The full announcement is located here.
The IRS has created a special page on their website focused on Coronavirus Tax Relief, where individuals and businesses can see the latest news and guidance provided. That page can be accessed here.
On March 23, 2020, the Federal Reserve Board announced technical changes to support the U.S. economy and allow banks to continue lending to creditworthy households and businesses. The Federal Reserve release stated:
The Federal Reserve Board on Monday announced a technical change to support the U.S. economy and allow banks to continue lending to creditworthy households and businesses.
The interim final rule will phase in gradually, as intended, the automatic restrictions associated with a firm’s “total loss absorbing capacity,” or TLAC, buffer requirements, if the levels decline. TLAC is an additional cushion of capital and long-term debt that could be used to recapitalize a bank if it is in distress. The change will facilitate the use of firms’ buffers to promote lending activity to households and businesses.
Over the past decade, U.S. banks of all sizes have built up substantial levels of capital and liquidity in excess of their minimum requirements. The technical change mirrors an interim final rule announced last week by the bank regulatory agencies that applies to a firm’s capital levels.
Lender and Corporate Small Business Assistance Programs
On March 22, 2020, the Board of Governors of the Federal Reserve System, Conference of State Bank Supervisors, Consumer Financial Protection Bureau, Federal Deposit Insurance Corporation, National Credit Union Administration and Office of the Comptroller of the Currency issued a joint release encouraging financial institutions to work constructively with borrowers affected by COVID-19 and providing additional information regarding loan modifications. The agencies encourage financial institutions to work with borrowers, will not criticize institutions for doing so in a safe and sound manner, and will not direct supervised institutions to automatically categorize loan modifications as troubled debt restructurings (TDRs). The joint statement also provides supervisory views on past-due and nonaccrual regulatory reporting of loan modification programs. The agencies view prudent loan modification programs offered to financial institution customers affected by COVID-19 as positive and proactive actions that can manage or mitigate adverse impacts on borrowers, and lead to improved loan performance and reduced credit risk.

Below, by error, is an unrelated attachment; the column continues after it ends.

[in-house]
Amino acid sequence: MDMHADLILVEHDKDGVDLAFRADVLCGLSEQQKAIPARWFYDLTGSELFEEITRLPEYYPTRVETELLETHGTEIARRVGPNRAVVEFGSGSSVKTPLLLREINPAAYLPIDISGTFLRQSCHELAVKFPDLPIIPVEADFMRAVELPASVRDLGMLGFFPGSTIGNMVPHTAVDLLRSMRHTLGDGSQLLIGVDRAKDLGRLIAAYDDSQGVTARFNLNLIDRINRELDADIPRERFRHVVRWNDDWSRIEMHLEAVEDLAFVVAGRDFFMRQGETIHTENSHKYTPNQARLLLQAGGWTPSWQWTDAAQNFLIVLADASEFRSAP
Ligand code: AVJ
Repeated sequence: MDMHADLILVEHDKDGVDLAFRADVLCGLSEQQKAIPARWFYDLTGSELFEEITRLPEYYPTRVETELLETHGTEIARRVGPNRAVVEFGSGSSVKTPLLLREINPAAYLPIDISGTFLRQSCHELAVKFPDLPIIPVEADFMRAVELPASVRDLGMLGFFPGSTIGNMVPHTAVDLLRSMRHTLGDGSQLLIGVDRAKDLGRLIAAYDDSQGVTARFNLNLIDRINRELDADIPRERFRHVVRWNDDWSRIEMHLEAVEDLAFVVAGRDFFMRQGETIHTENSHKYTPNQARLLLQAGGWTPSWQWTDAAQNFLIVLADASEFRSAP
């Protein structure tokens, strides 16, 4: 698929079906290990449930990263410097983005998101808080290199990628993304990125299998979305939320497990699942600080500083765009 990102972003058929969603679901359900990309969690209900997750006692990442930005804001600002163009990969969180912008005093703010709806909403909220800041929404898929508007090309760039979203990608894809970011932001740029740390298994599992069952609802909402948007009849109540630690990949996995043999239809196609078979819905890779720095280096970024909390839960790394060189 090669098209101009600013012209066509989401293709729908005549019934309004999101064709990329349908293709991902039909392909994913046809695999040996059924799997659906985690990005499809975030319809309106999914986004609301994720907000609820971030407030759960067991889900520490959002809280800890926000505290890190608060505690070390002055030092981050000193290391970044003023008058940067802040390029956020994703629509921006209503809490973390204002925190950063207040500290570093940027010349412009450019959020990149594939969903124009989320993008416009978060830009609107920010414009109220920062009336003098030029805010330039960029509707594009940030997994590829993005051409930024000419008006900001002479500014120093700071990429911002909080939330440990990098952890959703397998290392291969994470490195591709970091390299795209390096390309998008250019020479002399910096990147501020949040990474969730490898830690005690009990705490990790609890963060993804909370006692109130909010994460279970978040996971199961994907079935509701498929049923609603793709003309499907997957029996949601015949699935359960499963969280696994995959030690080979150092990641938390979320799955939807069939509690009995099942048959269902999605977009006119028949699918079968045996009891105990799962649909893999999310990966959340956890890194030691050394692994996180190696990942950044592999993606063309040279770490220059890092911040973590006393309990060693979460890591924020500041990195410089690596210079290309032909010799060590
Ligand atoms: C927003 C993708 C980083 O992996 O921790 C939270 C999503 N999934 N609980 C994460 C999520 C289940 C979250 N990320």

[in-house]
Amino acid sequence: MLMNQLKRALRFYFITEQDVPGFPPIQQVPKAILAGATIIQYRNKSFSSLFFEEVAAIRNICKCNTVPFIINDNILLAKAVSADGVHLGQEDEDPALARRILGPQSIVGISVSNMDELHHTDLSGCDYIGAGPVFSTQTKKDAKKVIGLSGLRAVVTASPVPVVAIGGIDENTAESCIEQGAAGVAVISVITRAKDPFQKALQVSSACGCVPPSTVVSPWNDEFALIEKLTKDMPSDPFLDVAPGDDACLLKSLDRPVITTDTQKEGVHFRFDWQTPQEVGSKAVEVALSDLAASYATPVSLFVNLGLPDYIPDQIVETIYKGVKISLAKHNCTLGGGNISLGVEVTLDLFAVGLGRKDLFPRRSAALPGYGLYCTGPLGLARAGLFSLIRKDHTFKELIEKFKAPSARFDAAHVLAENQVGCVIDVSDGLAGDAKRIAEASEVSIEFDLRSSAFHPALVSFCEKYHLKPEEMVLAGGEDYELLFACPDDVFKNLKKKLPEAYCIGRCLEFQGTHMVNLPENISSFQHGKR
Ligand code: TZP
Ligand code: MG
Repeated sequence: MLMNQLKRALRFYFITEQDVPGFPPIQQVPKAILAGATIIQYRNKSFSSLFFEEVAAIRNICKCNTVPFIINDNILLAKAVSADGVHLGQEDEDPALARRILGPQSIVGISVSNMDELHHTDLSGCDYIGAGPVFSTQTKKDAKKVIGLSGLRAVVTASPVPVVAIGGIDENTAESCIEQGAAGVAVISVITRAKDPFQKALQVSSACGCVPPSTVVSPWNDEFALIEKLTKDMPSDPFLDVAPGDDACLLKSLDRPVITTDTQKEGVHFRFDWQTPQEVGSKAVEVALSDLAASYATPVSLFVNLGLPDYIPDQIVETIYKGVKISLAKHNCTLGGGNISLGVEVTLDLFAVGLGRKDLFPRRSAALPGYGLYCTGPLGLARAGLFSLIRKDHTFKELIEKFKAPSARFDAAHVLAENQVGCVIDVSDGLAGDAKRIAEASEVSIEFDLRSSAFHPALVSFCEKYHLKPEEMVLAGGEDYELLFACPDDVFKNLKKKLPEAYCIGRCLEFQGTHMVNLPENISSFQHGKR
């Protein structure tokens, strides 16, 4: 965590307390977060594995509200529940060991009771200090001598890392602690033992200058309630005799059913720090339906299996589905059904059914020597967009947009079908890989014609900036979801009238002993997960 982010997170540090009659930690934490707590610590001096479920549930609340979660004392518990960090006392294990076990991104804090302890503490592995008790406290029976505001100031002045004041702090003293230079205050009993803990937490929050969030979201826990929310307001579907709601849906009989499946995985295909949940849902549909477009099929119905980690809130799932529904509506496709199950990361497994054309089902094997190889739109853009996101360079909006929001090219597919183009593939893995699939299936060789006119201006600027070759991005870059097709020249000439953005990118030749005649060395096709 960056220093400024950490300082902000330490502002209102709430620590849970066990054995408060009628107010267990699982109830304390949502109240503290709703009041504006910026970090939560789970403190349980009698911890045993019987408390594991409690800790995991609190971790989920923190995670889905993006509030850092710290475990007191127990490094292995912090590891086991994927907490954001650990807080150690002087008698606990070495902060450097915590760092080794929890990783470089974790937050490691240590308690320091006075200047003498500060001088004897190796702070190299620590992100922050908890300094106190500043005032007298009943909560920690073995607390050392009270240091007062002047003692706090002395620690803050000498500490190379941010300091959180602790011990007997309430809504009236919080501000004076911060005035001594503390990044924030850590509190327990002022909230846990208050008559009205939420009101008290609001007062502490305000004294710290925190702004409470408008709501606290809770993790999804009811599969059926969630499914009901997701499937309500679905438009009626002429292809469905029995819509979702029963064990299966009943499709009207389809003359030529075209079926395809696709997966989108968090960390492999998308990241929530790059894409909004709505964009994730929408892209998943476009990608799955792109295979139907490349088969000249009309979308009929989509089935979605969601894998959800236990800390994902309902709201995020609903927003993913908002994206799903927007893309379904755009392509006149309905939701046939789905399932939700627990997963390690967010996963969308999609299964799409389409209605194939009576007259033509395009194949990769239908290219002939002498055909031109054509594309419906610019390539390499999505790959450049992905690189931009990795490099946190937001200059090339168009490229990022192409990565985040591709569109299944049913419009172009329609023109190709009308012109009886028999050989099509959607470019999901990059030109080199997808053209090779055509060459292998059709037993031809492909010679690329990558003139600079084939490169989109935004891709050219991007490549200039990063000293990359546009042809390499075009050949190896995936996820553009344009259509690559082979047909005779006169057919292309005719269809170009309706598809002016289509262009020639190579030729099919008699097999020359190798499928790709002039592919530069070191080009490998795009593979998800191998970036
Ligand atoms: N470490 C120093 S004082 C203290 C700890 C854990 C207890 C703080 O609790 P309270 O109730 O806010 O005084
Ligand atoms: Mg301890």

In light of this guidance many banks are now offering deferment and forbearance to business loan customers having trouble making payments. Check Forbes’ list of banks offering relief. You can also search for your bank on the American Bankers Association’s ongoing A-Z list of coronavirus response programs.
Banks are continuing to work with regulators for a relief package which would delay the payment of principal and interest during the crisis.
We recommend communicating with your lender and carefully document and confirm any agreement.
State and Local Government Small Business Assistance
States and municipalities are adding programs by the day. Check your state’s website for up-to-date information about relief available in your area. The National Governors Association offers a list of governors’ websites.
At this time, we are not aware of any legal relief from the requirement to pay installments due on commercial insurance. We recommend communicating with your agent and carefully document and confirm any agreement.